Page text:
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Subcutaneous Direct Thrombin Inhibitor (Desirudin) Approved for Prevention of Deep Vein Thrombosis in the United States and Shown to be Superior to Heparin and Enoxaparin

Victor F. Tapson, MD
March, 2010

Desirudin (brand name Iprivask) is the first direct thrombin inhibitor approved in the United States for the prevention of deep venous thrombosis (DVT). In studies published in 1997, desirudin was found to be superior to both heparin1 and the low molecular weight heparin (LMWH) enoxaparin2 in head-to-head clinical trials for prevention of proximal deep venous thrombosis and for major venous thromboembolic events after elective hip replacement surgery. In both studies, administration of drug was started prior to the surgery (the "European" regimen). Based on use during the clinical trials in 2,159 patients undergoing elective hip replacement surgery, a comparable incidence of hemorrhagic events was seen in patients using desirudin, heparin, and enoxaparin.

Although heparin-based anticoagulation is adequate for many patients, the CATCH registry3 revealed that approximately 30% of patients receiving subcutaneous heparin for VTE prophylaxis experienced thrombocytopenia, and these patients had an increase in short-term mortality. Furthermore, in clinical practice, the development of thrombocytopenia often results in suspension of venous thromboembolism prophylaxis with heparin-based anticoagulation leaving patients unprotected for a period of time due to the lack of adequate alternatives.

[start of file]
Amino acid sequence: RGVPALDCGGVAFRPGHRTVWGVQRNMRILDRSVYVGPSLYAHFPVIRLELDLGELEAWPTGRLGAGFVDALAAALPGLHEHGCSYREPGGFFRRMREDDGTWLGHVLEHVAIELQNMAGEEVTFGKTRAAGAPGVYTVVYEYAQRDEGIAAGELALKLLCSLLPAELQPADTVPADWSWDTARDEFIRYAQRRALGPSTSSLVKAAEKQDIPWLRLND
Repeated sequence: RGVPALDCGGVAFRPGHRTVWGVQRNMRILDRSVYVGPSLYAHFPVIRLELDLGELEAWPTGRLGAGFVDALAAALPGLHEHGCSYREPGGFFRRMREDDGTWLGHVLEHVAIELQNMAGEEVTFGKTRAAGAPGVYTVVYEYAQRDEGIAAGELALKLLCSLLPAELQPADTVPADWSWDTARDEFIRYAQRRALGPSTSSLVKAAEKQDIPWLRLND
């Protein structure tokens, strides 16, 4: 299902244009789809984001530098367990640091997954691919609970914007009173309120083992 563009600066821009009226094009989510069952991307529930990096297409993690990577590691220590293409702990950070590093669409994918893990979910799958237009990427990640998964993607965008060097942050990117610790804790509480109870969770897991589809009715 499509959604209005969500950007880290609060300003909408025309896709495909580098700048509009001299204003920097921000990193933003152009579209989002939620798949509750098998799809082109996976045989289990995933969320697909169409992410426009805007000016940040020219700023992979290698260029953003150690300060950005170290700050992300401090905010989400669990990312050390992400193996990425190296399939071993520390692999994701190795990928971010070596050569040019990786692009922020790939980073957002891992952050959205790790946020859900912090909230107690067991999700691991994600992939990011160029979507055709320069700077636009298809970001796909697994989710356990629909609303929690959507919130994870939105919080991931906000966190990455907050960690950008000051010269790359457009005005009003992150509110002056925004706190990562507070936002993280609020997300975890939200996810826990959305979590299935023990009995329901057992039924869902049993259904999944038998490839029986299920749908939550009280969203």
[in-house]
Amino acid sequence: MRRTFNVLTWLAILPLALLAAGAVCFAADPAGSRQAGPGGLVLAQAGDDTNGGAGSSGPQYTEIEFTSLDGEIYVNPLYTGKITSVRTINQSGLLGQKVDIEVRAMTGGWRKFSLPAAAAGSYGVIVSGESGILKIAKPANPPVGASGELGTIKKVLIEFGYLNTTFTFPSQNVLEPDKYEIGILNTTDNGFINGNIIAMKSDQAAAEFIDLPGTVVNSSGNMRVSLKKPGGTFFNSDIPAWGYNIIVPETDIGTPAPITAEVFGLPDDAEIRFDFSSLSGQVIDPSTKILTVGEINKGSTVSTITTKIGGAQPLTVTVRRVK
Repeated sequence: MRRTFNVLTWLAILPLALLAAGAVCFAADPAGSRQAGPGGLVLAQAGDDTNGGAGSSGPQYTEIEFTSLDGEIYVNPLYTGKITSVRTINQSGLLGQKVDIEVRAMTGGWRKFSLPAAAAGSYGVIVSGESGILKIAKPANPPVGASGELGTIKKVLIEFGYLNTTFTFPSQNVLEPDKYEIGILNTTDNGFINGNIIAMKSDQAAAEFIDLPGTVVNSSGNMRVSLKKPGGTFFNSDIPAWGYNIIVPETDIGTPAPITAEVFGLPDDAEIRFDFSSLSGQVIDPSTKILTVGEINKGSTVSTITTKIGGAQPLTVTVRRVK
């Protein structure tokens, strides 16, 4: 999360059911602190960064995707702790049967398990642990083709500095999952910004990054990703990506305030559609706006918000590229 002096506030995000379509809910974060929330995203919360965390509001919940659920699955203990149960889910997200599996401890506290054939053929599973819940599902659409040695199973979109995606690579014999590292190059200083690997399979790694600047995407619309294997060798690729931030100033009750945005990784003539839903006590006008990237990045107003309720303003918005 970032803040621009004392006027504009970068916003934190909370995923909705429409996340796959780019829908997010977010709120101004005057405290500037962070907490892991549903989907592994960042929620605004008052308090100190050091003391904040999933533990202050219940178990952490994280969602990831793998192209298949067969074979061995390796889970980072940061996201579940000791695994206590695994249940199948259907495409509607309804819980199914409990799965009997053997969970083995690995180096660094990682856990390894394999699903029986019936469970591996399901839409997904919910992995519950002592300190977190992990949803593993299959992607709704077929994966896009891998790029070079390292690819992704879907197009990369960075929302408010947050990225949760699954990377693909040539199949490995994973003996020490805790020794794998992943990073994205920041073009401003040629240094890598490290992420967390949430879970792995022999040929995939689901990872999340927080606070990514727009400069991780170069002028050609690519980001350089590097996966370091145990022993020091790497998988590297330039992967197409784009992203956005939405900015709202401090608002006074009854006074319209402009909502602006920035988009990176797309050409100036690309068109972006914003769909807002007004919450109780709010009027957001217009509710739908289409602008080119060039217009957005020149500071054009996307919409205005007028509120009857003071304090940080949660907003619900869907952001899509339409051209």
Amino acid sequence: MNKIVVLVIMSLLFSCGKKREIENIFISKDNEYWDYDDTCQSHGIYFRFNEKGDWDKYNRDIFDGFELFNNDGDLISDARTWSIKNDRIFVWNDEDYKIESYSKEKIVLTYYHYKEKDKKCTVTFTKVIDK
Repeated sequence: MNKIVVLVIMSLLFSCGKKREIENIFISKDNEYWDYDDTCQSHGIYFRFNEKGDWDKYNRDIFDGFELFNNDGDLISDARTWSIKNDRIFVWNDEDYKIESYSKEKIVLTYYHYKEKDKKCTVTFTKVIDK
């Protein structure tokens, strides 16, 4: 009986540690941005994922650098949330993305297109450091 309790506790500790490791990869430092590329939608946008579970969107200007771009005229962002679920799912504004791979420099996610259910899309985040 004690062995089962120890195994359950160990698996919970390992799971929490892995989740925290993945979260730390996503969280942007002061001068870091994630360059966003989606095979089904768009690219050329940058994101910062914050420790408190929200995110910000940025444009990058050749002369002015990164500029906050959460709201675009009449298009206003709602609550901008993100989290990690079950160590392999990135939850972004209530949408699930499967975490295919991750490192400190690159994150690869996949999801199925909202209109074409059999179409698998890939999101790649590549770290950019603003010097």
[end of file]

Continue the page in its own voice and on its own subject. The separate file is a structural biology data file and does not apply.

As a direct thrombin inhibitor, desirudin does not cause thrombocytopenia or heparin-induced thrombocytopenia, is relatively short-acting, and is easy to monitor. It is administered as a fixed subcutaneous dose making it much simpler to use than intravenous direct thrombin inhibitors. Desirudin is contraindicated in patients with known hypersensitivity to natural or recombinant hirudins, and in patients with active bleeding and/or irreversible coagulation disorders. Based on the package insert information, dosage reduction is warranted in patients with a creatinine clearance of 60 ml/min/1.73 m2. The combined use of desirudin and warfarin, according to the package insert, create a monitoring issue because each medication enhances the other medication's effect to further elevate the aPTT and/or the PT/INR.


  1. Eriksson BI, Ekman S, Lindbratt S, et al. Prevention of Thromboembolism with Use of Recombinant Hirudin. Results of a Double-Blind, Multicenter Trial Comparing the Efficacy of Desirudin (Revasc) with That of Unfractionated Heparin in Patients Having a Total Hip Replacement. Journal of Bone and Joint Surgery Am. 1997; 79:326-333.

  2. Eriksson BI, Wille-Jorgensen P, Kalebo P, et al. A Comparison of Recombinant Hirudin with a Low-Molecular-Weight Heparin to Prevent Thromboembolic Complications after Total Hip Replacement New England Journal of Medicine 1997; 337:1329-1335.

  3. Oliveira GBF, Crespo EM, Becker RC, et al. Incidence and Prognostic Significance of Thrombocytopenia in Patients Treated With Prolonged Heparin Therapy. Archives of Internal Medicine 2008; 168:94-102.
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Friday, June 14, 2024